So, now that you're aware of how things are gonna go down, how does it feel playing through the game? Well, I can definitely say it's a lot more fun with friends, especially since you can revive your teammates, but it's still pretty fun on your own. Point and case, each room you go through has a different objective, sometimes involving killing things, and sometimes finding things. Now, if you turn on the lights, which help visibility a lot and allow you to open certain doors and access the enhancement stations, it also activates electrical wires on the ground. These things will shock the life out of you in less than 2 seconds flat. Like, good god man it's brutal if you stand on them by accident. Luckily, if you're in co-op, a buddy can bring you back up.

As you're exploring the areas you're running through and killing mutants, you'll find that enemies, as well as boxes found around the area, will contain health, ammo, as well as materials and sometimes blueprints. The materials and blueprints can be used after finishing a mission. In your spaceship hub area, you can use the materials and blueprints to make weapons, garments, and mods, and then you can equip them in your loadout before heading off on a new mission. Also, pro tip but there's a revival token dispenser in the hub ship. Don't forget to renew that. Also, on the top floor there's a gatcha machine that will dispense random blueprints for you. Duplicates return some cash for you, but the price will go up as you continue to roll for blueprints.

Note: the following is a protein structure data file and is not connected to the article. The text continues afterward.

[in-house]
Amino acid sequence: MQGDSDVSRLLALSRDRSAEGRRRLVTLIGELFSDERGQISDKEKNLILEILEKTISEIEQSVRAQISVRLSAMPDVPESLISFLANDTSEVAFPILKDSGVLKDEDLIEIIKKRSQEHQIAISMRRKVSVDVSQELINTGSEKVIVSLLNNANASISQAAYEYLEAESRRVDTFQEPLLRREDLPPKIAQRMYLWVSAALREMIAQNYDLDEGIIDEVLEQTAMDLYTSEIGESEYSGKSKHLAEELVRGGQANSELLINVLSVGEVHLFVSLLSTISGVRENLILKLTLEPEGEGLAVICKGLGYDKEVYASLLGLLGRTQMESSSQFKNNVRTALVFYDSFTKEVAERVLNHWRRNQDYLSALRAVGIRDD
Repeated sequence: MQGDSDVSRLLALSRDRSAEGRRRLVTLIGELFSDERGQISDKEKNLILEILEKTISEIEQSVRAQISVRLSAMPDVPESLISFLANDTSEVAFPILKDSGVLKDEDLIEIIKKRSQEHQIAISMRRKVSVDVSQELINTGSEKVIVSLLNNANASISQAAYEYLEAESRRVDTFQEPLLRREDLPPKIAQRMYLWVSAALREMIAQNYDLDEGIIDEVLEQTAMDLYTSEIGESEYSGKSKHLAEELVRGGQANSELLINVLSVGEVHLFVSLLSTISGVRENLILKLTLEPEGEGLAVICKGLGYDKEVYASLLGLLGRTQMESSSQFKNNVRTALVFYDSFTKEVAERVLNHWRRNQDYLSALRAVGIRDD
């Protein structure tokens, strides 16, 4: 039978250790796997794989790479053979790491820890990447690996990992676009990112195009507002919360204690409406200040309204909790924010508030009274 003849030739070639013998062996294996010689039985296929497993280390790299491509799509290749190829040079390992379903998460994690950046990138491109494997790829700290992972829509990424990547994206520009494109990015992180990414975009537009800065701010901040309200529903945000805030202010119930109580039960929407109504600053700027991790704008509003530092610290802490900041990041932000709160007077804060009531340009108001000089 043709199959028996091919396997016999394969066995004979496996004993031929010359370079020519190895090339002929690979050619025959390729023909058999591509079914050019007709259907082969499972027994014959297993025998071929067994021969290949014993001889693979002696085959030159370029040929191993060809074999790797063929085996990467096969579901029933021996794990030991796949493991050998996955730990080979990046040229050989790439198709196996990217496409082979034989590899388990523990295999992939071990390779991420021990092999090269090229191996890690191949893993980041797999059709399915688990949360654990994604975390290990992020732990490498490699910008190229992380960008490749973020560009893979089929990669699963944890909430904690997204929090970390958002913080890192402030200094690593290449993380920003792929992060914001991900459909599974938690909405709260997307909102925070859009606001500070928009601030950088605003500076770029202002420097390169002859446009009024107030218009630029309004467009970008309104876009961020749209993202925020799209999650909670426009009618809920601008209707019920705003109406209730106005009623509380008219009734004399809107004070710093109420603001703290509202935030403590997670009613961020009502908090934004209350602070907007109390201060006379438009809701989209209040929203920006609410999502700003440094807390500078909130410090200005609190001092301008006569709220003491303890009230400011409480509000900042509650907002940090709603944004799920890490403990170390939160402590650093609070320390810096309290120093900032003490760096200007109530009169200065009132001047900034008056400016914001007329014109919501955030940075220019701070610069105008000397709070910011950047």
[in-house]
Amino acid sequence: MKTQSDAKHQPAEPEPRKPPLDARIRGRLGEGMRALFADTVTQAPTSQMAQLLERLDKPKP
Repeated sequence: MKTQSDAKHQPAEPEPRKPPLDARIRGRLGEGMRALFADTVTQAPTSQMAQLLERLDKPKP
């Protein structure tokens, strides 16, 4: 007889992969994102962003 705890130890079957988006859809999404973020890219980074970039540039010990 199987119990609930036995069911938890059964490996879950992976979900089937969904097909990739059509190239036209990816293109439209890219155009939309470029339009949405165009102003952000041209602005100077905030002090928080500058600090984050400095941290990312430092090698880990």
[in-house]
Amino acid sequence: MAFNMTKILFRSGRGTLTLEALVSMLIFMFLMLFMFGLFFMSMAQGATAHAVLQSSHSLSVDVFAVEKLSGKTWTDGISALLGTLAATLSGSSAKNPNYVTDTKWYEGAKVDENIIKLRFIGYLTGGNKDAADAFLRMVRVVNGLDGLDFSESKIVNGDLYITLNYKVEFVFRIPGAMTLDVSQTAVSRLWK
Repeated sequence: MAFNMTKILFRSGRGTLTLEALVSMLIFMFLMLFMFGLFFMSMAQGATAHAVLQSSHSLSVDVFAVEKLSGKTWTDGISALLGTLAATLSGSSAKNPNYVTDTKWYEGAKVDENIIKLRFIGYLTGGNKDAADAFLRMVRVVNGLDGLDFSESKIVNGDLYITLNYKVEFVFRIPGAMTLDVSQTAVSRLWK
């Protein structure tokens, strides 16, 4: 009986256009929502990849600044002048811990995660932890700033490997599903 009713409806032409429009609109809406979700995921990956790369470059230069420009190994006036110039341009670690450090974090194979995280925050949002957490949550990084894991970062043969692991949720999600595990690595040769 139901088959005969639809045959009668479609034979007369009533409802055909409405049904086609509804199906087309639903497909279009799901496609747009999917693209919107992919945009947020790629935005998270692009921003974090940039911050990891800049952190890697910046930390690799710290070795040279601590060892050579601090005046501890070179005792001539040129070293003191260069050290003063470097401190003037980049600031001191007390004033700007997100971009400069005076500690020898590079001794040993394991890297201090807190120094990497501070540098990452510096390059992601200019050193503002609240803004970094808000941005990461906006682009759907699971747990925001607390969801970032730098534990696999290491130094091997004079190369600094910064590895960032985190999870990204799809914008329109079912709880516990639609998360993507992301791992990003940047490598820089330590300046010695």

Fair warning, there is a bit of jank to go around in Ripout. While most of the time it runs alright, there are the occasional lag, sometimes corners and hit detection are not very player friendly, some railings you can shoot through and some you can't. Also, reloading can decide to not complete fully, especially for sidearms during a pet attack, and explosive barrels have a weird tenuous grasp on what their effective range actually is. Enemies are not immune to this either, as they are sometimes super smart or aggressive, and sometimes just sit there and let you kill them without a struggle. Hopefully most of this will get sorted out as Ripout progresses through its Early Access phase.

One thing Ripout does quite well is its atmospheric horror aspect. The grotesque monsters, vents exploding, enemies popping out of nowhere, or sneaking up on you, only to turn around to find a mass of flesh barreling towards you, definitely gave both me and P.Y. some startles while we were playing. Pretty sure P.Y. got a good chuckle out of me freaking out occasionally. The atmosphere and monsters really do come together in a horrifying way that's sure to give you the occasional start!

The whole game doesn't take too long to get through, somewhere between 8 to 10 hours, but does have multiple difficulties and you can reset the campaign. Admittedly it does get pretty repetitive pretty quickly, but it's still a lot of fun, whether with friends or by yourself. There are a bunch of different weapon types to try as well, which can add some much-needed variation to the mix. It's an easy game to pick up for a few rounds here and there, making it a nice title if you don't have a lot of time, but still want to do something with friends.

Score: N/A